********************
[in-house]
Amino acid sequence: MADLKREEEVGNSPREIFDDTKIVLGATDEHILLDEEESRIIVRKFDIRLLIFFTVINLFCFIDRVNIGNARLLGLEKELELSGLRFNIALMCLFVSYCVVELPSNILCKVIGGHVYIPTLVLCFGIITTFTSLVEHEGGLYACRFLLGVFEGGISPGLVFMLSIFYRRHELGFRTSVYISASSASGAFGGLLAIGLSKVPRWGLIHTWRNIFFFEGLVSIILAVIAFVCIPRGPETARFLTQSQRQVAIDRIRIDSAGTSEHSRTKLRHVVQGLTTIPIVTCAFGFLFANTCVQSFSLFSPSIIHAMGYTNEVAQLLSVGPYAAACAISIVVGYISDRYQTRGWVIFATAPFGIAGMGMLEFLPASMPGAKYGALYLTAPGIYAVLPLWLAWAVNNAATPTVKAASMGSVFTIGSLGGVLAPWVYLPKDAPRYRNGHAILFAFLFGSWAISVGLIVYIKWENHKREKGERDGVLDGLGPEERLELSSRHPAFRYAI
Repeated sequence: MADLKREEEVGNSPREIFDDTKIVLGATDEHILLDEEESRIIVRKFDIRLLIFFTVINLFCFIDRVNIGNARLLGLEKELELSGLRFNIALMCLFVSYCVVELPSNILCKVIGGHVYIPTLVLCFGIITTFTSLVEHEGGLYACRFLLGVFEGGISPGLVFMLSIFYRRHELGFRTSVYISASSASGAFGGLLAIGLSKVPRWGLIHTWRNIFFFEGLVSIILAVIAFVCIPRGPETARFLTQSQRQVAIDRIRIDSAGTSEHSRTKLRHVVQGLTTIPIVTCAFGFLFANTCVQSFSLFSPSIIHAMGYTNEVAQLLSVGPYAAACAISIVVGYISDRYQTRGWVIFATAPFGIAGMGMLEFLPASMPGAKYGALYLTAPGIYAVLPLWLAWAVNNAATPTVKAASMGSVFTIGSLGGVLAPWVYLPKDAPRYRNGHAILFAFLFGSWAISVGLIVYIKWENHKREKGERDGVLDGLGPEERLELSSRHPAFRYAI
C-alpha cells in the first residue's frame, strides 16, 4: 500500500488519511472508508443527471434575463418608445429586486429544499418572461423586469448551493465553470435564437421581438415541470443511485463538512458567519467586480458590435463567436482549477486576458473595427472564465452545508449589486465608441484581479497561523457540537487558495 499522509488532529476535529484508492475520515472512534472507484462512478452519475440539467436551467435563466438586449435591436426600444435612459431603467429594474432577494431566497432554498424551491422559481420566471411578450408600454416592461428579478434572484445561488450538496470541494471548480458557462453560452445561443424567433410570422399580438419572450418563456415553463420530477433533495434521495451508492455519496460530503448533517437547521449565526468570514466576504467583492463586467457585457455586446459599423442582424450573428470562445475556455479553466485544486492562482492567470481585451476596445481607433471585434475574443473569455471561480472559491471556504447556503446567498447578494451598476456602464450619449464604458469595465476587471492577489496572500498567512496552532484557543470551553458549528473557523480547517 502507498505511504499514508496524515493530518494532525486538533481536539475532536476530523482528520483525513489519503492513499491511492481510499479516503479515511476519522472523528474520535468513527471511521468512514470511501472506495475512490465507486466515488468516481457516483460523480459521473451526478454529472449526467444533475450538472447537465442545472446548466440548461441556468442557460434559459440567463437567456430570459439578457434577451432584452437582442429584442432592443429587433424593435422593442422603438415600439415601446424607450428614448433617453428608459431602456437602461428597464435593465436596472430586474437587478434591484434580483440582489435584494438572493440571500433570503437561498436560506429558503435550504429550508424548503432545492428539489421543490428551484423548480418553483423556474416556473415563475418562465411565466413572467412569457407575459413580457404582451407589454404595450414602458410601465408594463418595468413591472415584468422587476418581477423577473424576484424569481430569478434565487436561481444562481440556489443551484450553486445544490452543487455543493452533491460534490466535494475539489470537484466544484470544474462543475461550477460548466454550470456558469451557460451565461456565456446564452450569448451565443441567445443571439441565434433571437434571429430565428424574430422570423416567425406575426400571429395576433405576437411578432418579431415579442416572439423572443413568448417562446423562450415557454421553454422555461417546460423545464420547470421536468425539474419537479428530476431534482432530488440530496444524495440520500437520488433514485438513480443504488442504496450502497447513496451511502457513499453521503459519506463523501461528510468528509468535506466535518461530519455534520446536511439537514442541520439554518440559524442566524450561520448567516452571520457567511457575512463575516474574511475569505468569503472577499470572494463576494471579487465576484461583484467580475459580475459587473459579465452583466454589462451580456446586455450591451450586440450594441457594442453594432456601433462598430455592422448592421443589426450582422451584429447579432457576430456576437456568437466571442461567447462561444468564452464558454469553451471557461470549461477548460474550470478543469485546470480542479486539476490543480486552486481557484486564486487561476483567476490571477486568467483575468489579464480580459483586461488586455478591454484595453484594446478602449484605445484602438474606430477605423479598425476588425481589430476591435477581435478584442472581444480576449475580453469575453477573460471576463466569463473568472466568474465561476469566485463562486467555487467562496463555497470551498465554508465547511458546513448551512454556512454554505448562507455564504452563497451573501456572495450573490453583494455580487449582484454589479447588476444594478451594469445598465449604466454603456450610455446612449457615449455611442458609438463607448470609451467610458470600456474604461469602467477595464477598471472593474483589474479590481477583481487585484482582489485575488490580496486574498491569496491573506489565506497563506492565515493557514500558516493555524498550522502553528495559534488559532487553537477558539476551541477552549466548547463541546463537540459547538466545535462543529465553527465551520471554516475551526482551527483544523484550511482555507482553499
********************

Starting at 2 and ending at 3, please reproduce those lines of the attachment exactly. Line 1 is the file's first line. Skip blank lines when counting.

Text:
Amino acid sequence: MADLKREEEVGNSPREIFDDTKIVLGATDEHILLDEEESRIIVRKFDIRLLIFFTVINLFCFIDRVNIGNARLLGLEKELELSGLRFNIALMCLFVSYCVVELPSNILCKVIGGHVYIPTLVLCFGIITTFTSLVEHEGGLYACRFLLGVFEGGISPGLVFMLSIFYRRHELGFRTSVYISASSASGAFGGLLAIGLSKVPRWGLIHTWRNIFFFEGLVSIILAVIAFVCIPRGPETARFLTQSQRQVAIDRIRIDSAGTSEHSRTKLRHVVQGLTTIPIVTCAFGFLFANTCVQSFSLFSPSIIHAMGYTNEVAQLLSVGPYAAACAISIVVGYISDRYQTRGWVIFATAPFGIAGMGMLEFLPASMPGAKYGALYLTAPGIYAVLPLWLAWAVNNAATPTVKAASMGSVFTIGSLGGVLAPWVYLPKDAPRYRNGHAILFAFLFGSWAISVGLIVYIKWENHKREKGERDGVLDGLGPEERLELSSRHPAFRYAI
Repeated sequence: MADLKREEEVGNSPREIFDDTKIVLGATDEHILLDEEESRIIVRKFDIRLLIFFTVINLFCFIDRVNIGNARLLGLEKELELSGLRFNIALMCLFVSYCVVELPSNILCKVIGGHVYIPTLVLCFGIITTFTSLVEHEGGLYACRFLLGVFEGGISPGLVFMLSIFYRRHELGFRTSVYISASSASGAFGGLLAIGLSKVPRWGLIHTWRNIFFFEGLVSIILAVIAFVCIPRGPETARFLTQSQRQVAIDRIRIDSAGTSEHSRTKLRHVVQGLTTIPIVTCAFGFLFANTCVQSFSLFSPSIIHAMGYTNEVAQLLSVGPYAAACAISIVVGYISDRYQTRGWVIFATAPFGIAGMGMLEFLPASMPGAKYGALYLTAPGIYAVLPLWLAWAVNNAATPTVKAASMGSVFTIGSLGGVLAPWVYLPKDAPRYRNGHAILFAFLFGSWAISVGLIVYIKWENHKREKGERDGVLDGLGPEERLELSSRHPAFRYAI